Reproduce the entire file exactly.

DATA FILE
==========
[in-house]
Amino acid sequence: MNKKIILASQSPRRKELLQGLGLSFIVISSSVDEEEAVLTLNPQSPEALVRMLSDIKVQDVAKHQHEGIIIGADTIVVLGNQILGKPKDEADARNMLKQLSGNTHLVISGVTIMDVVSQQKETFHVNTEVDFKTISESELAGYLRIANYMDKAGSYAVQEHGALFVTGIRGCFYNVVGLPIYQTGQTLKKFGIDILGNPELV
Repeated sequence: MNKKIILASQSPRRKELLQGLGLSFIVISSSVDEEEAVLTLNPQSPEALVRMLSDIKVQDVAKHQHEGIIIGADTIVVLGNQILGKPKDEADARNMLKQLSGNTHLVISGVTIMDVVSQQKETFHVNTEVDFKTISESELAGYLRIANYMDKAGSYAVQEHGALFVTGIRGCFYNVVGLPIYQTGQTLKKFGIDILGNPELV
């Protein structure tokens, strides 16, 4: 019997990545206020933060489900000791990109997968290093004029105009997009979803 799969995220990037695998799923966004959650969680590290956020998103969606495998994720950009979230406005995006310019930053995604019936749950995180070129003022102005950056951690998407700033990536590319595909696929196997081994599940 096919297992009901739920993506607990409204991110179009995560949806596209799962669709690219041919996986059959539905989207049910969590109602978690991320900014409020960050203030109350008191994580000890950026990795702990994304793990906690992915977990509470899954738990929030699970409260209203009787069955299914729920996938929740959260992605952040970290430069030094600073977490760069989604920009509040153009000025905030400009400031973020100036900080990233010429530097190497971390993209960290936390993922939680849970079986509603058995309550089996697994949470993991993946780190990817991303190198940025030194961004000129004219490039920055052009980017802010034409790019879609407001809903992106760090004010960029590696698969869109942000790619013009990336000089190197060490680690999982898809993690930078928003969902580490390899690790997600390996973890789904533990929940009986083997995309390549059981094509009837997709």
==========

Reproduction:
[in-house]
Amino acid sequence: MNKKIILASQSPRRKELLQGLGLSFIVISSSVDEEEAVLTLNPQSPEALVRMLSDIKVQDVAKHQHEGIIIGADTIVVLGNQILGKPKDEADARNMLKQLSGNTHLVISGVTIMDVVSQQKETFHVNTEVDFKTISESELAGYLRIANYMDKAGSYAVQEHGALFVTGIRGCFYNVVGLPIYQTGQTLKKFGIDILGNPELV
Repeated sequence: MNKKIILASQSPRRKELLQGLGLSFIVISSSVDEEEAVLTLNPQSPEALVRMLSDIKVQDVAKHQHEGIIIGADTIVVLGNQILGKPKDEADARNMLKQLSGNTHLVISGVTIMDVVSQQKETFHVNTEVDFKTISESELAGYLRIANYMDKAGSYAVQEHGALFVTGIRGCFYNVVGLPIYQTGQTLKKFGIDILGNPELV
């Protein structure tokens, strides 16, 4: 019997990545206020933060489900000791990109997968290093004029105009997009979803 799969995220990037695998799923966004959650969680590290956020998103969606495998994720950009979230406005995006310019930053995604019936749950995180070129003022102005950056951690998407700033990536590319595909696929196997081994599940 096919297992009901739920993506607990409204991110179009995560949806596209799962669709690219041919996986059959539905989207049910969590109602978690991320900014409020960050203030109350008191994580000890950026990795702990994304793990906690992915977990509470899954738990929030699970409260209203009787069955299914729920996938929740959260992605952040970290430069030094600073977490760069989604920009509040153009000025905030400009400031973020100036900080990233010429530097190497971390993209960290936390993922939680849970079986509603058995309550089996697994949470993991993946780190990817991303190198940025030194961004000129004219490039920055052009980017802010034409790019879609407001809903992106760090004010960029590696698969869109942000790619013009990336000089190197060490680690999982898809993690930078928003969902580490390899690790997600390996973890789904533990929940009986083997995309390549059981094509009837997709």